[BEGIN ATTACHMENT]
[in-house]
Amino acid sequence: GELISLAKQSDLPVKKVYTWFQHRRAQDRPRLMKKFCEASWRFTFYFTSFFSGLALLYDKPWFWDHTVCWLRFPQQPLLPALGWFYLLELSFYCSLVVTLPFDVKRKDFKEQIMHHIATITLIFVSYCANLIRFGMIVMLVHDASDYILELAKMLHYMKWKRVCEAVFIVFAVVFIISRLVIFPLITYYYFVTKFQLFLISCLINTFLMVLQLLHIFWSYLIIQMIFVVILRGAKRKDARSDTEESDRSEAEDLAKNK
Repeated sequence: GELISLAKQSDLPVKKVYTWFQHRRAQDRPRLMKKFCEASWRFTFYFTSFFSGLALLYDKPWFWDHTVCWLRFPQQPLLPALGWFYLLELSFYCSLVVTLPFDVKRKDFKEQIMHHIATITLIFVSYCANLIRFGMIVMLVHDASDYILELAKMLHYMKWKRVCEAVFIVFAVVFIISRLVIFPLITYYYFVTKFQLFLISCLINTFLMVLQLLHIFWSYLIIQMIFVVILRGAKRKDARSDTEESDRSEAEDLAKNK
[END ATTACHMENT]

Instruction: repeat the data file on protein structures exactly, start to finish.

[in-house]
Amino acid sequence: GELISLAKQSDLPVKKVYTWFQHRRAQDRPRLMKKFCEASWRFTFYFTSFFSGLALLYDKPWFWDHTVCWLRFPQQPLLPALGWFYLLELSFYCSLVVTLPFDVKRKDFKEQIMHHIATITLIFVSYCANLIRFGMIVMLVHDASDYILELAKMLHYMKWKRVCEAVFIVFAVVFIISRLVIFPLITYYYFVTKFQLFLISCLINTFLMVLQLLHIFWSYLIIQMIFVVILRGAKRKDARSDTEESDRSEAEDLAKNK
Repeated sequence: GELISLAKQSDLPVKKVYTWFQHRRAQDRPRLMKKFCEASWRFTFYFTSFFSGLALLYDKPWFWDHTVCWLRFPQQPLLPALGWFYLLELSFYCSLVVTLPFDVKRKDFKEQIMHHIATITLIFVSYCANLIRFGMIVMLVHDASDYILELAKMLHYMKWKRVCEAVFIVFAVVFIISRLVIFPLITYYYFVTKFQLFLISCLINTFLMVLQLLHIFWSYLIIQMIFVVILRGAKRKDARSDTEESDRSEAEDLAKNK